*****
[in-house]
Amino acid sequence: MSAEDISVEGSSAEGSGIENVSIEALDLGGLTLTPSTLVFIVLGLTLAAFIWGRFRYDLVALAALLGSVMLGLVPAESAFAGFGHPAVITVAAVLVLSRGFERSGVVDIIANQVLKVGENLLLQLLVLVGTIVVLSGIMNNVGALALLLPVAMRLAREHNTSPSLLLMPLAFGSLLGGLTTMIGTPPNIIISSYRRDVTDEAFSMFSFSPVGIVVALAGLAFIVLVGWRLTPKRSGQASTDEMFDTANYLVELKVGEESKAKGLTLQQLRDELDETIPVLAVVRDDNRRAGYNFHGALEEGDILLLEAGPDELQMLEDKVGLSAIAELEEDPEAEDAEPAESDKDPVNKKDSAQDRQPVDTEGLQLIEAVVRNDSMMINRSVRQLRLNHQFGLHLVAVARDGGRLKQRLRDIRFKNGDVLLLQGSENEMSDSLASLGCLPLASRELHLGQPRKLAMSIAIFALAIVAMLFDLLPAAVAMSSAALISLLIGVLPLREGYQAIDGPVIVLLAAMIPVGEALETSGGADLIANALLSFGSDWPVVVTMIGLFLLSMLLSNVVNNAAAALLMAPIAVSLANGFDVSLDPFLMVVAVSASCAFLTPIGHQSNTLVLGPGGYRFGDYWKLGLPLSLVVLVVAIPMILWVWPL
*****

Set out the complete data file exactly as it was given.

[in-house]
Amino acid sequence: MSAEDISVEGSSAEGSGIENVSIEALDLGGLTLTPSTLVFIVLGLTLAAFIWGRFRYDLVALAALLGSVMLGLVPAESAFAGFGHPAVITVAAVLVLSRGFERSGVVDIIANQVLKVGENLLLQLLVLVGTIVVLSGIMNNVGALALLLPVAMRLAREHNTSPSLLLMPLAFGSLLGGLTTMIGTPPNIIISSYRRDVTDEAFSMFSFSPVGIVVALAGLAFIVLVGWRLTPKRSGQASTDEMFDTANYLVELKVGEESKAKGLTLQQLRDELDETIPVLAVVRDDNRRAGYNFHGALEEGDILLLEAGPDELQMLEDKVGLSAIAELEEDPEAEDAEPAESDKDPVNKKDSAQDRQPVDTEGLQLIEAVVRNDSMMINRSVRQLRLNHQFGLHLVAVARDGGRLKQRLRDIRFKNGDVLLLQGSENEMSDSLASLGCLPLASRELHLGQPRKLAMSIAIFALAIVAMLFDLLPAAVAMSSAALISLLIGVLPLREGYQAIDGPVIVLLAAMIPVGEALETSGGADLIANALLSFGSDWPVVVTMIGLFLLSMLLSNVVNNAAAALLMAPIAVSLANGFDVSLDPFLMVVAVSASCAFLTPIGHQSNTLVLGPGGYRFGDYWKLGLPLSLVVLVVAIPMILWVWPL